Nice Home. Where’s the Rest of It?
The author of the Craigslist posting in Las Vegas made no effort to disguise his or her intentions.
“Stripping House — Before Foreclosure,” the ad declared, offering potential buyers the cabinets and countertops, the sinks and toilets, the doors, the appliances, the sprinklers. Even the palm and citrus trees in the yard were for sale, with a catch.
“You dig,” the author advised.
In Nevada and other states hit hard by the housing crisis, stripping fixtures and appliances from homes in foreclosure has become commonplace. Craigslist, the Web site for classified ads, functions as a bazaar where stripped items are sold openly. Often, the stripping is not done by strangers. It is done by the owner, just before the bank forecloses on the mortgage and takes the property back.
If that seems like a situation tailor-made for the police, it is — at least in Arizona, where the Federal Bureau of Investigation has used Craigslist to arrest a handful of people for stripping homes and trying to sell the goods, charging them with felonies under a state fraud statute.
In other parts of the country, however, the police are stymied. As it turns out, several troubled states, like Nevada, have no specific criminal prohibition against stripping fixtures from a property before foreclosure. Mortgage contracts do prohibit such behavior, requiring that homes be kept in good order. But violating those provisions is a civil matter, not a criminal offense.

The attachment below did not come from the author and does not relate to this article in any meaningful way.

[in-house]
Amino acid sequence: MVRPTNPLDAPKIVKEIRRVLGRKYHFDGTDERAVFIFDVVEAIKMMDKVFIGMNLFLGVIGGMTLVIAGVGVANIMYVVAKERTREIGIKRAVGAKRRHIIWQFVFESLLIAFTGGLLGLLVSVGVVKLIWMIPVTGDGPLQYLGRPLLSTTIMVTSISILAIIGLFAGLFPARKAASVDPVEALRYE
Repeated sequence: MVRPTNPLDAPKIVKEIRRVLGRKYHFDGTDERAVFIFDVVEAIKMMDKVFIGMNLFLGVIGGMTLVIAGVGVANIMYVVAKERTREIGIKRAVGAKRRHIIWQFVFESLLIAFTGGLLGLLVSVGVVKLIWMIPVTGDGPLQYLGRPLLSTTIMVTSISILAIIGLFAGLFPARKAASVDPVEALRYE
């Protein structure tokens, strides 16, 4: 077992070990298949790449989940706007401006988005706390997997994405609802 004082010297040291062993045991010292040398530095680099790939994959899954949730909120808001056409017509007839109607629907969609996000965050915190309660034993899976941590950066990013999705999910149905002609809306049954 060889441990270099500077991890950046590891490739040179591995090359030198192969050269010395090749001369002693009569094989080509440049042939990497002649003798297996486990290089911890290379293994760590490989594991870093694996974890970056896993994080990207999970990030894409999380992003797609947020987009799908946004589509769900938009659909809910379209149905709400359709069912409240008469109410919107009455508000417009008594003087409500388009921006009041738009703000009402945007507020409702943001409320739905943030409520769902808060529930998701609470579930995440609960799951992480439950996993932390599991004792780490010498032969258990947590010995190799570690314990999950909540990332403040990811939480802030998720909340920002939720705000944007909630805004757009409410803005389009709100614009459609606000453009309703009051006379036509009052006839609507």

“If the homeowner sells the components to the house while they still own the house, that’s not a crime,” said Officer Bill Cassell, a spokesman for the Las Vegas police.
So too in Florida, another state swamped by foreclosures. Several prosecutors and police agencies there said that unless laws were modified, such behavior would have to be sorted out between borrower and lender in civil court.
Even in Arizona, which has an applicable law and where thousands of homes have been stripped, convictions are rare. There, to make a charge stick, law enforcement basically has to catch people in the act, said Julie Halferty, a special agent with the F.B.I. in Phoenix and head of a mortgage fraud task force.
“This window of time can be quite short,” Ms. Halferty said in an e-mail message. “Once homes are abandoned, arguably any number of people can get access and strip the fixtures.”
Statistics on foreclosure stripping are elusive, and experts disagree on just how widespread the practice is. Yet even those who play down the number acknowledge that the problem is serious, particularly in housing boom-and-bust areas like central Arizona, southwest Florida and the Las Vegas region.
“Clearly it’s happening, and it’s happening with some frequency,” said John A. Courson, president of the Mortgage Bankers Association.
Banks are largely powerless to stop a homeowner determined to strip a property. Lenders can pursue such homeowners in court, but the expense and difficulty typically outweigh the gain.
Though the efforts are scattered and feeble, law enforcement officials are trying in places to stop the practice.
Last April, Randolph Guzman, 42, of Phoenix, was arrested while trying to strip appliances and fixtures from an investment home he owned, shortly before a bank was to hold an auction.
Mr. Guzman posted an ad on Craigslist and found a married couple interested in buying the air-conditioners, kitchen cabinets, ceiling fans and a light fixture for $2,300. They met at the house, in Surprise, a distant Phoenix suburb, and Mr. Guzman accepted a down payment of $400 in cash.